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Individual Scholarship

1995-96 ANNUAL REPORT

John Coleman Darnell

During the 1995/96 season, his eighth year with the Epigraphic Survey, John Coleman Darnell served as Senior Epigrapher. In Luxor, he continued collating drawings at the Eighteenth Dynasty temple at Medinet Habu and is now working on the final draft of the translation and commentary volume for Reliefs and Inscriptions at Luxor Temple , Volume 2. He has also been working on the texts to be included in the Epigraphic Survey's publication of the Eighteenth Dynasty Temple at Medinet Habu, concentrating on the difficult and important Ptolemaic and Roman Period hymns in the portals of the temple.

The 1995/96 season was the fourth field season of the Theban Desert Road Survey (renamed from the Luxor-Farshût Desert Road Survey; see separate report). With his wife Deborah Darnell, John continues to work on several manuscripts, and he hopes to begin seeing these through publication in the near future. In the meantime, reports of the ceramic finds of the first three seasons have appeared in the Bulletin de liaison du Groupe international d'étude de la céramique égyptienne . John is also preparing initial publications of the important literary inscription from the Wadi el-Huôl, and the road inscription of Tjauti from Gebel Tjauti on the 'Alamat Tal Road, in order to make these significant rock inscriptions known to scholars. John and his wife Deborah have lectured on their desert discoveries on a number of occasions during the past year: "Ancient Egyptian Caravan Routes of the Theban Western Desert," at the British Museum, London, April 16, 1996; "The Pharaonic Roads and Shrines of the Theban Western Desert," at the American Research Center in Egypt, Cairo, September 27, 1995; and "The Theban Desert Road Survey," in the series of lectures dedicated to the memory of Dr. Labib Habachi, sponsored by the Inspectorate of Antiquities for Upper Egypt and the Epigraphic Survey, Luxor, Egypt, November 16, 1995.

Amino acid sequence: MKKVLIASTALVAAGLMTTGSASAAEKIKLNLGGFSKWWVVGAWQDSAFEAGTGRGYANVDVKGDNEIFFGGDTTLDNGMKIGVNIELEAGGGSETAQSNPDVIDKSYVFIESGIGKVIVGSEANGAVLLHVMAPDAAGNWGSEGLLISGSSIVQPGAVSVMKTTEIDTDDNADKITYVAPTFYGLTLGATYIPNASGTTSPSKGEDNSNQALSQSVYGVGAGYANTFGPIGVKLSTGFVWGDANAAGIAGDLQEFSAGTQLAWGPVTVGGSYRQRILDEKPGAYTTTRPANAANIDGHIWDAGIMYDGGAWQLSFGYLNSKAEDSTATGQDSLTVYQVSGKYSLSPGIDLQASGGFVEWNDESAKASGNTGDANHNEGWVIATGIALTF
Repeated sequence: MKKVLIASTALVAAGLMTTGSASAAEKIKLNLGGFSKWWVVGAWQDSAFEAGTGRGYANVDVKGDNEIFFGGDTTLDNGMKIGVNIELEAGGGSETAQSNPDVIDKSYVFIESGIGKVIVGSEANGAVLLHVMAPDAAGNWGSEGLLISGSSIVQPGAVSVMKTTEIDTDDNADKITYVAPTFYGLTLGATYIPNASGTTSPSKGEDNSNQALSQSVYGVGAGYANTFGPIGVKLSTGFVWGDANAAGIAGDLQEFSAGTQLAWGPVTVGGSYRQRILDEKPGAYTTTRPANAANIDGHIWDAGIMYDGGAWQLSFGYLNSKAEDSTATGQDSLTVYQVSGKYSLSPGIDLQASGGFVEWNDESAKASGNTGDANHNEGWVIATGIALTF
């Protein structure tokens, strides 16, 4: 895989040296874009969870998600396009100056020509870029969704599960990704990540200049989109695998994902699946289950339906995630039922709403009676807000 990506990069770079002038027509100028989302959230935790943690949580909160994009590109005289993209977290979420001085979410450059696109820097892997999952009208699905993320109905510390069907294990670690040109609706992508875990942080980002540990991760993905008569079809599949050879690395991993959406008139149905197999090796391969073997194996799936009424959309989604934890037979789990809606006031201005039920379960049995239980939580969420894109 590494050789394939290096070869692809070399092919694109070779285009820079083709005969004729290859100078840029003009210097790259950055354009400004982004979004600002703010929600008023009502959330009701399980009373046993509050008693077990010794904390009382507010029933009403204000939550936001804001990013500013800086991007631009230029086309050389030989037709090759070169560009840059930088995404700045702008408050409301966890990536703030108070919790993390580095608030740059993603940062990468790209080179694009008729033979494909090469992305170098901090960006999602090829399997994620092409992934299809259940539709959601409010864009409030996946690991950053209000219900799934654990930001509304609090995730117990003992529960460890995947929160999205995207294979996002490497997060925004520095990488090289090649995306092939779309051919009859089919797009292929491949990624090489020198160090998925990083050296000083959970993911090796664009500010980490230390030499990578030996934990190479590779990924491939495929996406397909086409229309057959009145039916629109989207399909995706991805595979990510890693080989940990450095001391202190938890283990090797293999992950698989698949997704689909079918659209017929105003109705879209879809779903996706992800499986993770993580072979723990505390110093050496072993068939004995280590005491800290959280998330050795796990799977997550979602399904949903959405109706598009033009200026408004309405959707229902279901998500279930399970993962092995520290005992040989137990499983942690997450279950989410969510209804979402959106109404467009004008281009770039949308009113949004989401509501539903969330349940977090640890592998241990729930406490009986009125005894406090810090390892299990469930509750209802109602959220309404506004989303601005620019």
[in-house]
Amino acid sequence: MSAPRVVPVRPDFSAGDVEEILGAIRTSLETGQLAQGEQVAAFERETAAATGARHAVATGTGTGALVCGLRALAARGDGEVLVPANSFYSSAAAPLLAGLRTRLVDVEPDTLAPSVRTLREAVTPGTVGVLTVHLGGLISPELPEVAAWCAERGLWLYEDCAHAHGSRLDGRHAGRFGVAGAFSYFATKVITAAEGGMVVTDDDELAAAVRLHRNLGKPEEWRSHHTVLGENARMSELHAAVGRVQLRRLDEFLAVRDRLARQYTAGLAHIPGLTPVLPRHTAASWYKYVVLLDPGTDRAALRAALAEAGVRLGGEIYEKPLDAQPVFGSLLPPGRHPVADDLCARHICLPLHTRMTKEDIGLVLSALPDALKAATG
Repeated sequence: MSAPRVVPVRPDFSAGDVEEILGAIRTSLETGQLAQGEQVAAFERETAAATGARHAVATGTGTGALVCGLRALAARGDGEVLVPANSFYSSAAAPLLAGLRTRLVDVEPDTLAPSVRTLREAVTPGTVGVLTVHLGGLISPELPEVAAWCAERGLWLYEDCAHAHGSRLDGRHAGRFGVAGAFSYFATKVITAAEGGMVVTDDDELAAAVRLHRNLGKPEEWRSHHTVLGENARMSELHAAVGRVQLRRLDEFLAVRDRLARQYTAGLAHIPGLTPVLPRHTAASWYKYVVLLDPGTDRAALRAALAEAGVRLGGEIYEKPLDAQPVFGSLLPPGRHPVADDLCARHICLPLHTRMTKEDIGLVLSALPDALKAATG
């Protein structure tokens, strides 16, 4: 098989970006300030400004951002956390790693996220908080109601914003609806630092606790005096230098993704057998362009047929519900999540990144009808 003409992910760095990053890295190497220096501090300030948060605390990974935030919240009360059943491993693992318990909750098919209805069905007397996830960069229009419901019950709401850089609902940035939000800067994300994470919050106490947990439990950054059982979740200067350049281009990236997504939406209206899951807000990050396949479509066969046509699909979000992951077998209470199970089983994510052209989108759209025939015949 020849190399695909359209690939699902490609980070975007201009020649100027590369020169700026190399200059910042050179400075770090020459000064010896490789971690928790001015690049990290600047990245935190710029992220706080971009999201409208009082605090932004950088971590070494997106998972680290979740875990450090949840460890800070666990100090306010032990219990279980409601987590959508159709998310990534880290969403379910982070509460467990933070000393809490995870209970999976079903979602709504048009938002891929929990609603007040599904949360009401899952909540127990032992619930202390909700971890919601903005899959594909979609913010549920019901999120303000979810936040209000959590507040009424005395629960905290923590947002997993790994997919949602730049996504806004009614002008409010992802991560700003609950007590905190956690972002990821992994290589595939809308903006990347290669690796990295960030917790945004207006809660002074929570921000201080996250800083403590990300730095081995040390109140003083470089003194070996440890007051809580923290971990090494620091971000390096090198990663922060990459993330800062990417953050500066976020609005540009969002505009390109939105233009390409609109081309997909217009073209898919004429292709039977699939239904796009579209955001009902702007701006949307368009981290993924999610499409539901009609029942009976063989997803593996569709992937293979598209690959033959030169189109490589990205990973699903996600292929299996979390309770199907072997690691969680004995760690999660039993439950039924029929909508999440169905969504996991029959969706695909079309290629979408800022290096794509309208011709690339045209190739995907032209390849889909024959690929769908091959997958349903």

As a result of their growing interest and experience in dealing with difficult rock inscriptions, John and Deborah were asked by Dr. Renée Friedman, director of the Hierakonpolis Expedition, to come to Hierakonpolis over two separate weekends in order to examine the pharaonic inscriptions at a desert site designated Hk64. Working with Renée Friedman and artist Will Schenck, they have been able to collate and read many of the wind-blasted texts. Together with the accompanying petroglyphs and associated ceramic and faunal remains, the inscriptions of Hk64 have revealed much of interest regarding religious celebrations and police/military activity in the desert behind Hierakonpolis, between the late Old Kingdom and the early New Kingdom (one inscription and associated finds show that somewhat obscure religious rites described in a Berlin papyrus of the ritual of the goddess Mut were actually celebrated at Hk64). Dr. Friedman has asked the Darnells to prepare the pharaonic inscriptions for her publication of the rock art and inscriptions from the site.

In July 1995 John Darnell successfully defended his dissertation on The Enigmatic Netherworld Books of the Solar-Osirian Unity: Cryptographic Compositions in the Tombs of Tutankhamun, Ramesses VI, and Ramesses IX ; he is currently preparing the work for publication. In the spring his article "Hathor Returns to Medamûd," dealing with a Ptolemaic hymn describing the celebration accompanying the return of the far-wandering goddess of the eye of the sun, appeared in Studien zur altägyptischen Kultur 22 (Hamburg, 1995): 47-94. His review of J. Assmann's Egyptian Solar Religion in the New Kingdom: Re, Amun, and the Crisis of Polytheism (trans. A. Alcock) is in press in The Journal of Religion and should appear in October 1996. In May he completed three articles that are now in press in Enchoria : "A Hieroglyphic Antecedent of Coptic =™∫=Í∫, `Massacre,'" "Whom Did Nestasen Overhear at Isderes?," and ",ͤº, `to Train,' and T=.my.t , `the Bit.'" He has submitted for publication "The Message of King Wahankh Antef II to Khety, Ruler of Heracleopolis," an offshoot of his work with the inscriptions from Gebel Tjauti, and he is in the process of completing another article, "The Apotropaic Goddess in the Eye," which he hopes to submit before the end of the summer.

Revised: July 30, 2007

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